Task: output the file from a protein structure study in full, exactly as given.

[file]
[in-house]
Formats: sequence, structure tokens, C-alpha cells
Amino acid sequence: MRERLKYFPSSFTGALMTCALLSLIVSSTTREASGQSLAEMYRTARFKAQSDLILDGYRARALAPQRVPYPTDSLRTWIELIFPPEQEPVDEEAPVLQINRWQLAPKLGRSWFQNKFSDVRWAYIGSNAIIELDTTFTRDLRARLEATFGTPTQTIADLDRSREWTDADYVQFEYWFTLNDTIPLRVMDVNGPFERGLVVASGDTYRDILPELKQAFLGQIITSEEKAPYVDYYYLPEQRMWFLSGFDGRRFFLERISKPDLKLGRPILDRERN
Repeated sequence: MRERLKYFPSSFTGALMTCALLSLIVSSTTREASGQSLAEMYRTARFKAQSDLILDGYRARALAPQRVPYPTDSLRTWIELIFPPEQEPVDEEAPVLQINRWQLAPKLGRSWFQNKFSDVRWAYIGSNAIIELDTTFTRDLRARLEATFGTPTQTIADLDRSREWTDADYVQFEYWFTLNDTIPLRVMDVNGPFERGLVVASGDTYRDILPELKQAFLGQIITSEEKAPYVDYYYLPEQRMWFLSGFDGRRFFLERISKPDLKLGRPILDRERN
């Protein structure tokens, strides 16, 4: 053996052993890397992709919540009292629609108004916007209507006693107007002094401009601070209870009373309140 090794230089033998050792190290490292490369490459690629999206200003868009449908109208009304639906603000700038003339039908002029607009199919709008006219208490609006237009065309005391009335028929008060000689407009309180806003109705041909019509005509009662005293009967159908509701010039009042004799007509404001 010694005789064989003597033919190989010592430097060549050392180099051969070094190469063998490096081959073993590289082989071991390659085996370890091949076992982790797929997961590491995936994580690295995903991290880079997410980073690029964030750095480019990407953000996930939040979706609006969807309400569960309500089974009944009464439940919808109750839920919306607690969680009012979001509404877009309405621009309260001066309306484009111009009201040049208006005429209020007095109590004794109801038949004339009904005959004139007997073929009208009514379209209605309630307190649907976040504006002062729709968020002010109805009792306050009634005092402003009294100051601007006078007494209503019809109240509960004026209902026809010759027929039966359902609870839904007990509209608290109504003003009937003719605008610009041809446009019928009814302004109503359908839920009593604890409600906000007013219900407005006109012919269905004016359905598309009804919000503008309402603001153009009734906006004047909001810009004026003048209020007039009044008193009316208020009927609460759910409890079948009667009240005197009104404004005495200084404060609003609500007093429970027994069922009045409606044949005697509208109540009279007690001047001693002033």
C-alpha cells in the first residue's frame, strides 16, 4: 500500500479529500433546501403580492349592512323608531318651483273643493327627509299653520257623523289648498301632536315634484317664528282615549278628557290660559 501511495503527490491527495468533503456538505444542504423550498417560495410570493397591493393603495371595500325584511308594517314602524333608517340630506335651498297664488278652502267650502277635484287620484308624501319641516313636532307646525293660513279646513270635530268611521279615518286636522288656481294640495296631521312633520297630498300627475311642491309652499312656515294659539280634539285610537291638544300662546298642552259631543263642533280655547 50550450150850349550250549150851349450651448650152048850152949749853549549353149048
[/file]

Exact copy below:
[in-house]
Formats: sequence, structure tokens, C-alpha cells
Amino acid sequence: MRERLKYFPSSFTGALMTCALLSLIVSSTTREASGQSLAEMYRTARFKAQSDLILDGYRARALAPQRVPYPTDSLRTWIELIFPPEQEPVDEEAPVLQINRWQLAPKLGRSWFQNKFSDVRWAYIGSNAIIELDTTFTRDLRARLEATFGTPTQTIADLDRSREWTDADYVQFEYWFTLNDTIPLRVMDVNGPFERGLVVASGDTYRDILPELKQAFLGQIITSEEKAPYVDYYYLPEQRMWFLSGFDGRRFFLERISKPDLKLGRPILDRERN
Repeated sequence: MRERLKYFPSSFTGALMTCALLSLIVSSTTREASGQSLAEMYRTARFKAQSDLILDGYRARALAPQRVPYPTDSLRTWIELIFPPEQEPVDEEAPVLQINRWQLAPKLGRSWFQNKFSDVRWAYIGSNAIIELDTTFTRDLRARLEATFGTPTQTIADLDRSREWTDADYVQFEYWFTLNDTIPLRVMDVNGPFERGLVVASGDTYRDILPELKQAFLGQIITSEEKAPYVDYYYLPEQRMWFLSGFDGRRFFLERISKPDLKLGRPILDRERN
């Protein structure tokens, strides 16, 4: 053996052993890397992709919540009292629609108004916007209507006693107007002094401009601070209870009373309140 090794230089033998050792190290490292490369490459690629999206200003868009449908109208009304639906603000700038003339039908002029607009199919709008006219208490609006237009065309005391009335028929008060000689407009309180806003109705041909019509005509009662005293009967159908509701010039009042004799007509404001 010694005789064989003597033919190989010592430097060549050392180099051969070094190469063998490096081959073993590289082989071991390659085996370890091949076992982790797929997961590491995936994580690295995903991290880079997410980073690029964030750095480019990407953000996930939040979706609006969807309400569960309500089974009944009464439940919808109750839920919306607690969680009012979001509404877009309405621009309260001066309306484009111009009201040049208006005429209020007095109590004794109801038949004339009904005959004139007997073929009208009514379209209605309630307190649907976040504006002062729709968020002010109805009792306050009634005092402003009294100051601007006078007494209503019809109240509960004026209902026809010759027929039966359902609870839904007990509209608290109504003003009937003719605008610009041809446009019928009814302004109503359908839920009593604890409600906000007013219900407005006109012919269905004016359905598309009804919000503008309402603001153009009734906006004047909001810009004026003048209020007039009044008193009316208020009927609460759910409890079948009667009240005197009104404004005495200084404060609003609500007093429970027994069922009045409606044949005697509208109540009279007690001047001693002033």
C-alpha cells in the first residue's frame, strides 16, 4: 500500500479529500433546501403580492349592512323608531318651483273643493327627509299653520257623523289648498301632536315634484317664528282615549278628557290660559 501511495503527490491527495468533503456538505444542504423550498417560495410570493397591493393603495371595500325584511308594517314602524333608517340630506335651498297664488278652502267650502277635484287620484308624501319641516313636532307646525293660513279646513270635530268611521279615518286636522288656481294640495296631521312633520297630498300627475311642491309652499312656515294659539280634539285610537291638544300662546298642552259631543263642533280655547 50550450150850349550250549150851349450651448650152048850152949749853549549353149048